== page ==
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Guided Tour to the Gyeonggijeon Palace

The Gyeonggijeon Palace takes up about 1/5 of the vast Jeonju Hanok Village. Gyeonggijeon is the shrine of Taejo, the founder of the Joseon Dynasty and currently designated as one of Korea’s Historic Monuments. Today, I will introduce the guided tour to this most important landmark of Jeonju to help you discover the hidden charms of the place.

*This post is based on the guided tour of the Gyeonggijeon Palace

‘Uhyongjeon’ or ‘Gyeonggijeon’

Built in the early Joseon Dynasty, the original name of Gyeonggijeon used to be ‘Uhyongjeon.’ The palace was burnt down during the Japanese Invasion of Korea in 1592, but was rebuilt again by King Gwanghae. The palace was renamed ‘Gyeonggijeon’ by King Sejong, the one who created ‘Hangul.’ The name literally means the ‘auspicious ground of harboring the spirit of Taejo.

 

‘Hamabi’ (a notice stone requiring riders to dismount)

Have you seen the stone monument in front of Gyeonggijeon. It’s called ‘hamabi.’ It’s a notice stone requiring riders, no matter the social rank, to dismount. It was usually set up in front of a birthplace or shrine of a king, general, high official or respected scholar as a mean of paying homage. The ‘hamabi’ of the Gyeonggijeon Palace is the highest ranking hamabi. So it’s written on the monument that even the king should dismount.

‘Hongsalmun’ Gate that chases away bad spirits

In the past, Koreans thought that ghosts or bad spirits are afraid of the color red. Therefore, Koreans eat red adzuki bean soup on the Winter Solstice. The entrance of Gyeonggijeon is the red colored ‘Hongsalmun’ Gate. It’s said that Korean ghosts tend to wear flapping or wavering clothes, but the spearing lattices of the gate will stop the ghosts from entering the sacred ground of Gyeonggijeon.

 

An elementary school inside Gyeonggijeon?

Gyeonggijeon used to harbor a variety of attached buildings. There still remain several hanok buildings in the palace. During the Japanese Colonization, an elementary school for Japanese children was built inside the palace. It’s strange that there used to be such school inside a palace commemorating a Korean king. After the independence, the elementary school was removed and now almost 90% of the palace’s original attached buildings have been restored.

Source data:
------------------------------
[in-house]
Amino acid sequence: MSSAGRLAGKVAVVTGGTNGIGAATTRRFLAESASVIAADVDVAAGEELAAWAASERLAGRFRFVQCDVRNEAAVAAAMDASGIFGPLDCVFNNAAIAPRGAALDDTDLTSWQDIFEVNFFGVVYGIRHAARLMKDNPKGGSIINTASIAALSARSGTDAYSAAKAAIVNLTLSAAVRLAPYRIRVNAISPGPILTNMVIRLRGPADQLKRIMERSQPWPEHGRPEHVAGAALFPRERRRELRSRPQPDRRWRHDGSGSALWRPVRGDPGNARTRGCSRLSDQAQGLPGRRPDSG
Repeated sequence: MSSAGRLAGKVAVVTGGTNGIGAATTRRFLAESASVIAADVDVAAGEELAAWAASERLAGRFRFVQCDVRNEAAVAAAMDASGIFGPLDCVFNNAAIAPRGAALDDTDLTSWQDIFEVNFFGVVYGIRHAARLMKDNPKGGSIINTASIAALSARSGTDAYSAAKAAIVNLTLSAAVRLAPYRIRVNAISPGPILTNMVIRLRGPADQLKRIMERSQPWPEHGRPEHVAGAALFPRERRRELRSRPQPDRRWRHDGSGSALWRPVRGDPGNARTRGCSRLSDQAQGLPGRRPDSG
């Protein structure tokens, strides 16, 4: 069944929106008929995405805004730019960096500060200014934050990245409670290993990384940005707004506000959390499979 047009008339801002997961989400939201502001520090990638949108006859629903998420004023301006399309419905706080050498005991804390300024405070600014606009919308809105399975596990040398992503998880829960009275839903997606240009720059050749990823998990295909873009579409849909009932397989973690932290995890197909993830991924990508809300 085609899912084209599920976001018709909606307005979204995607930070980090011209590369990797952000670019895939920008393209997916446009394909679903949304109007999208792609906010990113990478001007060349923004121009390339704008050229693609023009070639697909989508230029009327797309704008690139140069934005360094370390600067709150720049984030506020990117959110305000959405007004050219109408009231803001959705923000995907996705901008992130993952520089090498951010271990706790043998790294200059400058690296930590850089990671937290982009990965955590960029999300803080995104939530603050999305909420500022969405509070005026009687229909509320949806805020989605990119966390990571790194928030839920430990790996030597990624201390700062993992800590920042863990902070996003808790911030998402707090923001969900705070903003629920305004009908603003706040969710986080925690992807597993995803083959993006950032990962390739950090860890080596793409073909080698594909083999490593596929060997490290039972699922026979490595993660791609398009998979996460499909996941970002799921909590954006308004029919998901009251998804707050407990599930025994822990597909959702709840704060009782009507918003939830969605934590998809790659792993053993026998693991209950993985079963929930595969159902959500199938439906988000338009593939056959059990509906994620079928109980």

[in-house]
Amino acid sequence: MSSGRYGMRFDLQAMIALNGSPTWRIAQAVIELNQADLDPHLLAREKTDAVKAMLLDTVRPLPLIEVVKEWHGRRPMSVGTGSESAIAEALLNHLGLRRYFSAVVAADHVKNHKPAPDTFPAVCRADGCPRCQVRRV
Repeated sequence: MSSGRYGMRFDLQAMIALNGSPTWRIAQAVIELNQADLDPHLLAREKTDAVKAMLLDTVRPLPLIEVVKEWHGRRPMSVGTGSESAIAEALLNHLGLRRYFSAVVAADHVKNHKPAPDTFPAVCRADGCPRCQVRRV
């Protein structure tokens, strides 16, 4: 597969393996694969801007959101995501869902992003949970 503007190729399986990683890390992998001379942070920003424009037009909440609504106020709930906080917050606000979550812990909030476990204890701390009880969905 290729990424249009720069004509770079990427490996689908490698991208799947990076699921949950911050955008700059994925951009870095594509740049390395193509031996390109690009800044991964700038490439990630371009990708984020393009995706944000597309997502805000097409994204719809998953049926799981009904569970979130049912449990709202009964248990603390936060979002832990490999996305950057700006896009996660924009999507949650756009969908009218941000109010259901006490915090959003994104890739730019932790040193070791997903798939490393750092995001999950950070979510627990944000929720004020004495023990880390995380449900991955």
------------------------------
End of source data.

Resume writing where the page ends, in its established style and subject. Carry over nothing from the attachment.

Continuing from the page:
Use the gate on the right when passing the ‘Oesammun’ Gate

After the Hongsalmun Gate is the Oesammun Gate. ‘Oesammun’ means three gates on the outside. You can see the gate at the center is closed, because it’s preserved for the spirit of Taejo. Therefore, humans cannot pass through the center. The center is only opened during the ceremonies for Taejo. The visitors can only use the gates at the right and the left. However, in Korean philosophy, the right is the ‘better’ direction, so use the gate on the right!

 

‘Hwajaemak’ (fire shield) to protect the main building

This is ‘Jungjeon,’ the main building harboring the mortuary tablet of King Taejo. This area also has special secrets. Hanok buildings, built with woods, are always at risk of fire. In Gyeonggijeon, there are two ‘hawjaemak’ or fire shields to prevent fire. One is the two turtles over the main building. The turtle symbolizes not only water but also longevity, wishing the dynasty to last for a long time. Another ‘hawjaemak’ is ‘dmu,’ which are six cauldrons situated on both sides of the walkway. The cauldrons used to carry water in case of fire. However, it was hoped that the fire ghost will run away after seeing the reflection of its face on the cauldrons’ water.

The sacrifice to protect Jeonju Sago (archive)

‘Jeonju Sago’ (archive) harbors important books such as the Annals of the Joseon Dynasty. The dynasty preserved the Annals in four locations throughout the country, including the ‘Jeonju Sago.’ However, during the Japanese Invasion of Korea in 1592, all the archives were lost except for the one in Jeonju. The locals strived very hard to protect the Annals. People like Son Hong-Rok and An Ui have evacuated the Annals to the nearby Naejangsan Mountain and sheltered them for seven years. Even An Ui, a Confucian scholar, have died from overwork while evacuating the sixty chests of the Annals from Naejangsan Mountain to Haeju (near Pyongyang) and Ganghwado Island (near Incheon). The sacrifice of scholars enabled the Annals to survive until today. Currently, the Annals is designated by the UNESCO as one of “Memory of the World.”

“Uhjin,” the true portrait of king

“Uhjin” means the portrait of king. The portrait of King Taejo at Gyeonggijeon is a copy made during the early 1900s. The portrait was copied on the hanji paper, a very durable Korean traditional paper that is said to last for a millennium. It is the only portrait of King Taejo that survives until today. What’s special about the Korean portraits is its realistic description. Physiognomically speaking, a spot or wart is thought to be inauspicious. Therefore, most traditional Chinese or Japanese portraits tend to omit them. However, traditional Korean portraits tend to draw everything. If you see Taejo’s portrait carefully, you’ll be able to find a wart over his right eyebrow.

Apart from these, the Gyeonggijeon Palace has a variety of stories to tell. If you know more, you’ll get to see more of this fascinating cultural heritage. If you want to get to know this place more deeply, I recommend participating in the guided tour.

 

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